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Open Educational Resources: Intro to OER

What should I know about OER?

Why do OER matter?

What are OER?

Defining the "Open" in Open Content
and Open Educational Resources

The terms "open content" and "open educational resources" describe any copyrightable work (traditionally excluding software, which is described by other terms like "open source") that is licensed in a manner that provides users with free and perpetual permission to engage in the 5R activities:

  1. Retain - the right to make, own, and control copies of the content (e.g., download, duplicate, store, and manage)
  2. Reuse - the right to use the content in a wide range of ways (e.g., in a class, in a study group, on a website, in a video)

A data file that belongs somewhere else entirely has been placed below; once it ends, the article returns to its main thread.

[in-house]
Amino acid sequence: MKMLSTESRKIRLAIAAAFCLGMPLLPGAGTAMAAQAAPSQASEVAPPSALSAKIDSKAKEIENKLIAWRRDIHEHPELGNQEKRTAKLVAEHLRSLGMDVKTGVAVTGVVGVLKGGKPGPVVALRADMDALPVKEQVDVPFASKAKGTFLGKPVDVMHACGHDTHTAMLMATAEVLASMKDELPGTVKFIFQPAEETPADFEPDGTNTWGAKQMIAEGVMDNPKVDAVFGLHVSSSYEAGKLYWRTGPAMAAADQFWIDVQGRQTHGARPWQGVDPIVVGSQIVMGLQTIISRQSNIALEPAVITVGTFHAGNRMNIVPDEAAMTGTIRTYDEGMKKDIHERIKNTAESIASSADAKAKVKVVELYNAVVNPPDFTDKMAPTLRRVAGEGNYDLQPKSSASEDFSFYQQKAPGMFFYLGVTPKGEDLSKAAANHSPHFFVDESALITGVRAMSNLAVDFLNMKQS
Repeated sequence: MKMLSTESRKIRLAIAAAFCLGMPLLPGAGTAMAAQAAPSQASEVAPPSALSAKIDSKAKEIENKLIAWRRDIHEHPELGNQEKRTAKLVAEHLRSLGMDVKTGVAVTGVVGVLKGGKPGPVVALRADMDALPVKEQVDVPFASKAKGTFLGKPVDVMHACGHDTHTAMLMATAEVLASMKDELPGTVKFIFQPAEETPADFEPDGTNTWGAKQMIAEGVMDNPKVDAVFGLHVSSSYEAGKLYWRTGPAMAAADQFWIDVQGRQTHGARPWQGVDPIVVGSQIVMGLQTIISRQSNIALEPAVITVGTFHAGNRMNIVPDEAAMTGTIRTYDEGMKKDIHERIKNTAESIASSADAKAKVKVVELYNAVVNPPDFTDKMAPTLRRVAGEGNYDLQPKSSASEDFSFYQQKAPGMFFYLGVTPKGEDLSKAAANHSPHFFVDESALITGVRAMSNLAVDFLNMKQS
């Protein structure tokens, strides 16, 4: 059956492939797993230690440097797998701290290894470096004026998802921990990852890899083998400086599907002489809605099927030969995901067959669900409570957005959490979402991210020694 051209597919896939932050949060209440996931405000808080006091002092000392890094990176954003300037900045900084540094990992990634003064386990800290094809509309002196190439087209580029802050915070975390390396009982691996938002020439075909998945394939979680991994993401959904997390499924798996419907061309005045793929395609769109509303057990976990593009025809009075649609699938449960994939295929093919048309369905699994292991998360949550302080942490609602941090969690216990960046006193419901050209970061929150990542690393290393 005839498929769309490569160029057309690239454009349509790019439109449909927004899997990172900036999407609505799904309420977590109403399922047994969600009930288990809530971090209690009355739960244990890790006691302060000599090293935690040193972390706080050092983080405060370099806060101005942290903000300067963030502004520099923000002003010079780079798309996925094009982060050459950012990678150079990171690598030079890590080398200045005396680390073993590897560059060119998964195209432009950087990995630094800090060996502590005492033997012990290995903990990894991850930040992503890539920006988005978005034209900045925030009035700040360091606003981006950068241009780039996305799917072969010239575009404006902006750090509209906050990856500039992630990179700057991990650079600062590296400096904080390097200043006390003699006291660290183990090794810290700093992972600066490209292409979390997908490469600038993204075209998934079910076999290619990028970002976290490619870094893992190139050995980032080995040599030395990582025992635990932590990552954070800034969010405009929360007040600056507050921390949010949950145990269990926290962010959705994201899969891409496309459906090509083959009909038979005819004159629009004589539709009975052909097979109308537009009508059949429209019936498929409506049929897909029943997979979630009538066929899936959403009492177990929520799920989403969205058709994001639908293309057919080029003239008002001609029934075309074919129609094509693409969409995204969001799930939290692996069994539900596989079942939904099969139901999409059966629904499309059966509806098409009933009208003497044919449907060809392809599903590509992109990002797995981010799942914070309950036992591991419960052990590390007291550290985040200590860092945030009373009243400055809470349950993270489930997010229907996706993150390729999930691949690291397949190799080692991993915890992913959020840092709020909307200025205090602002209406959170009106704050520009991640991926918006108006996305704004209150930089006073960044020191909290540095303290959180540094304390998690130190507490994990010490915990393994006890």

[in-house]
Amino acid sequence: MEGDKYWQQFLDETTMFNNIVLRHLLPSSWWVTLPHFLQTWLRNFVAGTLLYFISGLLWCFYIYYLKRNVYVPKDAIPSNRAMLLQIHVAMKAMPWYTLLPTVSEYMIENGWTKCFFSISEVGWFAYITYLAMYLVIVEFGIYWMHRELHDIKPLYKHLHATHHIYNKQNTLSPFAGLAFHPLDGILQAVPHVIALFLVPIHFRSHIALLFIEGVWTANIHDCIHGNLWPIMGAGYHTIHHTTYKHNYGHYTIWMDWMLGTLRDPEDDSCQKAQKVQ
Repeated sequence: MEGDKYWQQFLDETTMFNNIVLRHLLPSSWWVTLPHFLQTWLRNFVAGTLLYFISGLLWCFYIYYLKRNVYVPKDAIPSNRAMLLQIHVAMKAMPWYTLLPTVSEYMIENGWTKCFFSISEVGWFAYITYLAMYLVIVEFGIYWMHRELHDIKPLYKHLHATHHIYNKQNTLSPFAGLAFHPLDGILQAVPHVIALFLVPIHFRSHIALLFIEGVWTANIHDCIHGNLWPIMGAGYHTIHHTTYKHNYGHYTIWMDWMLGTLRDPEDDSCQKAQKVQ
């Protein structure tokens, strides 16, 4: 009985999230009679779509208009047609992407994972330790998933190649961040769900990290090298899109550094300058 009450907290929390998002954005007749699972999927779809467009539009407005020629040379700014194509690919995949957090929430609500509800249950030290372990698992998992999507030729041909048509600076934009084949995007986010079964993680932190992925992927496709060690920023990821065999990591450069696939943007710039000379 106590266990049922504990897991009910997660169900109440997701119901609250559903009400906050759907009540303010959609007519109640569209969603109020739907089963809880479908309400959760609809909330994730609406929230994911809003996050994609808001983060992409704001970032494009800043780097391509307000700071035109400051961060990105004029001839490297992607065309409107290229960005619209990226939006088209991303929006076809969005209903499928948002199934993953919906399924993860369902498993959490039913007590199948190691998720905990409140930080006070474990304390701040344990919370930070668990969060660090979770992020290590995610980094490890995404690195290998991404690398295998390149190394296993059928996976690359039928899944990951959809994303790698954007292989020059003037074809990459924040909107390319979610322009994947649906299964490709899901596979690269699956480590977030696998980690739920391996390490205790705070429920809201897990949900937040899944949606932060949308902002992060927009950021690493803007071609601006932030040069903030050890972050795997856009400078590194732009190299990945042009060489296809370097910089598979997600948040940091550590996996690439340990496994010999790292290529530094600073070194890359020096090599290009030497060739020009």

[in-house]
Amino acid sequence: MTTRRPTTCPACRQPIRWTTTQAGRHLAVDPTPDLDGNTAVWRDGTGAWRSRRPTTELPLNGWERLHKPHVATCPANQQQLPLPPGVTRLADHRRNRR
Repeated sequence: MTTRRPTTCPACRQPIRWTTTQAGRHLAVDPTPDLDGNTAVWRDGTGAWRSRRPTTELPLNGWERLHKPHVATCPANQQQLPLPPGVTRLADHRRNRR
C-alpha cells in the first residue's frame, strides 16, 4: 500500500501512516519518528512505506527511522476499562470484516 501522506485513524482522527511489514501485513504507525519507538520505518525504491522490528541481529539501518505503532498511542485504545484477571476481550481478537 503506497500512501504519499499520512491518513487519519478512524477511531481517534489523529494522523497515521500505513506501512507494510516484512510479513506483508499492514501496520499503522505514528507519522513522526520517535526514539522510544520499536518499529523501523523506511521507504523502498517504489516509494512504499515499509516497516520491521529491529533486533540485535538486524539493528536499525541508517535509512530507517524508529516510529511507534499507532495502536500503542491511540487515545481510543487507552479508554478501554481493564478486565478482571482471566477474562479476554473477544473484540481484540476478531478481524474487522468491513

3. Revise - the right to adapt, adjust, modify, or alter the content itself (e.g., translate the content into another language)
  4. Remix - the right to combine the original or revised content with other material to create something new (e.g., incorporate the content into a mashup)
  5. Redistribute - the right to share copies of the original content, your revisions, or your remixes with others (e.g., give a copy of the content to a friend)


What terms should I know?


OPEN- free to share; adapt or modify

FREE- free to access; not necessarily allowed to share, adapt or modify

FAIR USE- permits limited use of material for educational purposes without acquiring permission from the copyright holder

PUBLIC DOMAIN- works that are publicly available because intellectual property rights have expired or have been forfeited

PAY- faculty adopts a book from a traditional publisher; students pay for textbooks (physical or eBook)                                                



(from Broward College LibGuide by Simone Williams)